Baking & Snack - August 2018 - 103
From funky shapes and sizes to label-friendly formulas,
waffle and wafer producers have much to consider.
by Joanie Spencer
Waffle and wafer producers have a lot going on these
days. These products can become the target for any
number of consumer preferences or trends. Charactershaped waffles and sandwich wafers are stepping into
the spotlight, and no matter the shape, consumers still
want to take them on the go. "Everything seems to be
smaller, single-size portions, grab-and-go, and heat,
serve and go," said Lance Aasness, executive vicepresident, Hinds-Bock.
From a creativity perspective, the sky's the limit on
what producers can dream up. "We see some trends
where customers are looking at unique integrated
branding applications and alternate configurations," said
Larry Beck, general manager, TSA Griddle Systems, a
division of CPM.
Appearance is just the beginning, as those healthconscious consumers want their portable toaster waffles
to be low-fat, whole grain and high-fiber to boot. "That's
definitely what our customers and many consumers are
focusing on. Formulation and ingredients are increasingly important to consumers," Mr. Beck said.
A product that can appeal to so many consumers via
any number of styles - and in almost as many dayparts,
considering the prevalence of breakfast and snacking at
all hours - requires a very specific process.
Even with niche waffles and wafers, they must still fit the
mould ... literally. This is an issue from both a physical
and formulating standpoint.
"When you're dealing with a product that could be
quite runny, you need to consider nozzles such as dripfree because it can affect the shape and accuracy," Mr.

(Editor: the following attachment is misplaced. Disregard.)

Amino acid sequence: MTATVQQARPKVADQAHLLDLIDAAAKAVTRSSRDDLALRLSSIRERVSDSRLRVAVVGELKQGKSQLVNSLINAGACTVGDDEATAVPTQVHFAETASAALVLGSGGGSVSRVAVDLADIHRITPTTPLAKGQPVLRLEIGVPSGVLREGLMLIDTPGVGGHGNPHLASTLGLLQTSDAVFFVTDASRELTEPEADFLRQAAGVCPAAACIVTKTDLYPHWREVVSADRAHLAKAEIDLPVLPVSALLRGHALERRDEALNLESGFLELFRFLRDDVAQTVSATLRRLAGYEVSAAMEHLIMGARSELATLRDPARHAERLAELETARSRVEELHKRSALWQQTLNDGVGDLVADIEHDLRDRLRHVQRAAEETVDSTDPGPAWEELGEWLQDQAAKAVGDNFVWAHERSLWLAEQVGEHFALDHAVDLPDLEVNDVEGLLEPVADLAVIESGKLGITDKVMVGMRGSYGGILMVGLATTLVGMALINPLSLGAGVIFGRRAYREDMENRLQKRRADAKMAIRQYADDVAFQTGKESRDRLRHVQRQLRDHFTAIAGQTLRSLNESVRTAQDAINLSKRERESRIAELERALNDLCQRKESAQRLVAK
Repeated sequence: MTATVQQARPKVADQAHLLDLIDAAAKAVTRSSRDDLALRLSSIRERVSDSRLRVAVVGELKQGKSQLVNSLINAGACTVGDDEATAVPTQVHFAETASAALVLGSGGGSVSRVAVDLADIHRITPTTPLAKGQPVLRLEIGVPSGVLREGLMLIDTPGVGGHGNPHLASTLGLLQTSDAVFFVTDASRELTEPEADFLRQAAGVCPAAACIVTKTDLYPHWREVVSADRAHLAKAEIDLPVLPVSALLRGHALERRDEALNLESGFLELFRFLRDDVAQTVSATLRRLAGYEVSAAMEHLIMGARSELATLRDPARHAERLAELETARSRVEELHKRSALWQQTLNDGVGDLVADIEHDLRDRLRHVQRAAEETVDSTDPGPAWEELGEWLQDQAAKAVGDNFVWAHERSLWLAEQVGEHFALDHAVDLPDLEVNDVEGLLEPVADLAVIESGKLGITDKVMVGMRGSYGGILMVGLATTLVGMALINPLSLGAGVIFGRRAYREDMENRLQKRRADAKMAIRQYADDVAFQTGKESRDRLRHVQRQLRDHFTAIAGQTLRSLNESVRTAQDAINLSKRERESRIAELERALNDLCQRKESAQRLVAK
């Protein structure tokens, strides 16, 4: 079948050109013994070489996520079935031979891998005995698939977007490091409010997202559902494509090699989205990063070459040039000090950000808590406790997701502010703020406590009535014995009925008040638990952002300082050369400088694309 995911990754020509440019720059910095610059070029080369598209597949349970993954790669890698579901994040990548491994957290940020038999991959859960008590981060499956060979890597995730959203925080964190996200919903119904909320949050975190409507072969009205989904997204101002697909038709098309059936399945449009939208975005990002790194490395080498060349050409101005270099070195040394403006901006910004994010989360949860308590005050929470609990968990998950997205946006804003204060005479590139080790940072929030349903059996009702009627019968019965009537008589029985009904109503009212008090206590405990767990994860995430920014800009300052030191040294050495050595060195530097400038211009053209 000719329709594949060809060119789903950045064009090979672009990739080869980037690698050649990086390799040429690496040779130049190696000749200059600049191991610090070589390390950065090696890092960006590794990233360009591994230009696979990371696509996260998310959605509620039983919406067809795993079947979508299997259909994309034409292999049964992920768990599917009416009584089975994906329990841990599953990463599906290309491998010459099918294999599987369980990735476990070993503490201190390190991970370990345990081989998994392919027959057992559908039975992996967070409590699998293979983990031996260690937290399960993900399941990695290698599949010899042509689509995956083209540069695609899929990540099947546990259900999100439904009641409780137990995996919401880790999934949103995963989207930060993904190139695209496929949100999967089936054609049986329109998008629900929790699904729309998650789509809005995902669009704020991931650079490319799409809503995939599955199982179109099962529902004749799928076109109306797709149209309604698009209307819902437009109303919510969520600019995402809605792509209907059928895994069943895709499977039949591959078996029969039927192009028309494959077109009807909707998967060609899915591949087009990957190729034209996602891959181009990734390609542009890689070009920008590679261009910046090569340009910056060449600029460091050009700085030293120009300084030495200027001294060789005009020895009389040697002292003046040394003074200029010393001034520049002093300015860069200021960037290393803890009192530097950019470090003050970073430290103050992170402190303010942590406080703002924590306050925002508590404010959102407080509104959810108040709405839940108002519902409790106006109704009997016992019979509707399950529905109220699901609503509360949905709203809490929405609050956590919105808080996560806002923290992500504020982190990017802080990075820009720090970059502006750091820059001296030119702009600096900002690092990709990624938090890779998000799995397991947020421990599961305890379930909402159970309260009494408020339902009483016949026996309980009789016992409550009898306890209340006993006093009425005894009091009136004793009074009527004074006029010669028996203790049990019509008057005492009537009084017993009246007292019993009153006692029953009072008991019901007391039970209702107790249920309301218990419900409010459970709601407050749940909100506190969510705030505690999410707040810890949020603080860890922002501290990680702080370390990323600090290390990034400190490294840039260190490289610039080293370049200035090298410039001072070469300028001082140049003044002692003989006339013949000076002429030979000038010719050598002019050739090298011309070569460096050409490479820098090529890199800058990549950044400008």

Aasness said. Even just a few drips from a multi-piston
depositor over a hot griddle could make or break the
look of a product. "The accuracy has to be spot-on, and
drip-free nozzles are your best bet for that," he added.
"From the overall cost of the ingredients to the look of a
product, accuracy is a top priority."
Pieter Doornbos, area sales manager and specialists,
waffles for Tromp Group, noted that precise deposits are
an important part of Tromp Group's Vander Pol waffle
makeup line. "It is important to have uniformity in depositing high volume for big lines where the baker is
putting out the same product dimensions," he said.
Hinds-Bock's standard piston depositor is designed
with servo controls for accurate timing. Mr. Aasness
noted that, from a consistency standpoint, it deposits
within +/- 1 g. "You could possibly get closer to within
0.5 g of batter deposit weight, which is important to get a
consistent-looking waffle," he said.
For this type of batter, there are two things to consider for achieving consistency - viscosity and temperature - and the equipment plays a big role. "If your
batter gets too thin and you don't change the griddle or
depositing conditions, you'll start splattering and end
up with a different product than you were looking for,"
said Mike Niemczyk, sales and business development
manager, TSA. "If it gets too thick, you'll have underfilled waffles that won't spread or fill the mould as well."
Special formulations such
as high-fiber or reducedfat waffles require certain
©Petr Malyshev - stock.adobe.com
www.bakingandsnack.com / August 2018 Baking & Snack 103